Interest Rate Roundup

Monday, December 22, 2008

Commercial developers lining up at the bailout window

Good Monday morning - I don't know how many people are reading out there, given the fact we're now squarely in the holiday season. But I'm still toiling away and will do my best to keep you abreast of what's going on in the markets. One key news item I can't help but highlight: The story from the Wall Street Journal today entitled "Developers ask U.S. for Bailout as Massive Debt Looms." An excerpt:

"With a record amount of commercial real-estate debt coming due, some of the country's biggest property developers have become the latest to go hat-in-hand to the government for assistance.

"They're warning policymakers that thousands of office complexes, hotels, shopping centers and other commercial buildings are headed into defaults, foreclosures and bankruptcies. The reason: according to research firm Foresight Analytics LCC, $530 billion of commercial mortgages will be coming due for refinancing in the next three years -- with about $160 billion maturing in the next year. Credit, meanwhile, is practically nonexistent and cash flows from commercial property are siphoning off.

"Unlike home loans, which borrowers repay after a set period of time, commercial mortgages usually are underwritten for five, seven or 10 years with big payments due at the end. At that point, they typically need to be refinanced. A borrower's inability to refinance could force it to give up the property to the lender.

"A recent letter sent to Treasury Secretary Henry Paulson, and signed by a dozen real-estate trade groups, painted a bleak scenario: "Right now, we believe there is insufficient systemic capacity to refinance expiring, performing commercial real-estate loans," said the letter. "For many borrowers, [credit] simply is not available," the letter noted.

"To head off some of the impending pain, the industry is asking to be included in a new $200 billion loan program initially created by the government to salvage the market for car loans, student loans and credit-card debt. This money is intended to go directly to help investors finance purchases of securities backed by these assets. If commercial real estate is included, banks might have an incentive to make more loans to developers since they'd be able to repackage and sell them more easily to investors with the assurance of government backing."

I've been saying for months on end that once you open the Pandora's Box of bailouts, you won't be able to shut it again. The government and the Fed are now on the verge of subsidizing everything from the home mortgage market to the credit card business to (potentially) the commercial real estate industry.

This is rapidly becoming a national disgrace. Whatever happened to free markets? The concept of failure for those who rolled the dice and lost? Sure it means the economy would sink into a deeper recession in the shorter-term if we ended up with more bankruptcies and foreclosures. But you know what? That's what happens to economies that binge on too much credit. You have to go through a period of pain to cleanse the bad loans, work off the excesses, and set the stage for a healthy economic rebound. Trying to get in the way of the economic cycle over and over again hasn't exactly worked out well. Witness the gigantic housing bubble we got in the wake of the dot-com bust, partially caused by the Fed's interest rate moves (which were designed to counter the tech-bust-driven recession).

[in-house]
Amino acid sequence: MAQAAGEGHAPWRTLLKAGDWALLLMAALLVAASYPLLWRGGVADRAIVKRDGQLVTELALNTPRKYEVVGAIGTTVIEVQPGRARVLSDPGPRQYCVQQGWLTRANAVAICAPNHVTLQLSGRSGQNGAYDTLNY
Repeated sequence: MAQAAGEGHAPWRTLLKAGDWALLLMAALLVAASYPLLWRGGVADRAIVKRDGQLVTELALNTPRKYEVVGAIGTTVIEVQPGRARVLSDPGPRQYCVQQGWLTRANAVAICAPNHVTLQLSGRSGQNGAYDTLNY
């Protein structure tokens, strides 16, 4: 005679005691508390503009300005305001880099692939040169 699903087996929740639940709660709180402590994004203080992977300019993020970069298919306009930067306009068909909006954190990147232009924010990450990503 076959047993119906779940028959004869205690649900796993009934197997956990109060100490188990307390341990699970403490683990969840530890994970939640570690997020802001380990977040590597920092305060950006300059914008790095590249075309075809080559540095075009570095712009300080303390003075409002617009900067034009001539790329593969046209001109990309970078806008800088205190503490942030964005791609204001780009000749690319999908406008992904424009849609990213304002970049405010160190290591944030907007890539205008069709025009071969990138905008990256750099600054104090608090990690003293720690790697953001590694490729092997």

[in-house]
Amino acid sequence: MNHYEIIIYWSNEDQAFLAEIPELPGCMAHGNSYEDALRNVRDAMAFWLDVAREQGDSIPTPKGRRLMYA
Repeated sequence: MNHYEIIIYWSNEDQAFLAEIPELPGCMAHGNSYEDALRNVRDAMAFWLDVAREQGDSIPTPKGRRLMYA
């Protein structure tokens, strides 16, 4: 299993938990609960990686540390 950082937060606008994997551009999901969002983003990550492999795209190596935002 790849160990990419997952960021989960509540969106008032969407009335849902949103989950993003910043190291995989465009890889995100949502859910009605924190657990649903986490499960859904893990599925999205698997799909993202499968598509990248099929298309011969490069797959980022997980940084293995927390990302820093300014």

2 Comments:

  • Mike-

    Here is the bright side in this:

    As the mad rush to participate in the bailout grows, the realization that it is not possible will grow also.

    Had the bailout been limited to the financial sector, we may have thrown good money after bad until eternity.

    With the entire nation lining up for largesse, it SHOULD soon be clear that it is not possible.

    Sooner or later they will have to defend the dollar.

    My reasoning is this - regardless of how partisan the two parties are, they will stick together like brothers when it comes to protecting the ability of the government to spend.

    When is becomes clear that the rest of the world won't/can't finance a massive budget deficit, they will have to start paring the bailout list aggressively?

    Or have I been smoking too much TARP?

    Brian

    By Anonymous Brian, at December 22, 2008 at 9:49 AM  

  • It is a breakdown on discipline. It has become increasingly accepted that the Federal Government is an insurance company. They are supposed to eliminate all misery. That includes financial, property and life losses. This process will continue as we have no one with the discipline to say no. I can only hope they hold up the 2nd 1/2 of the TARP based on the way the first half was handed out.

    By Anonymous Anonymous, at December 22, 2008 at 11:12 AM  

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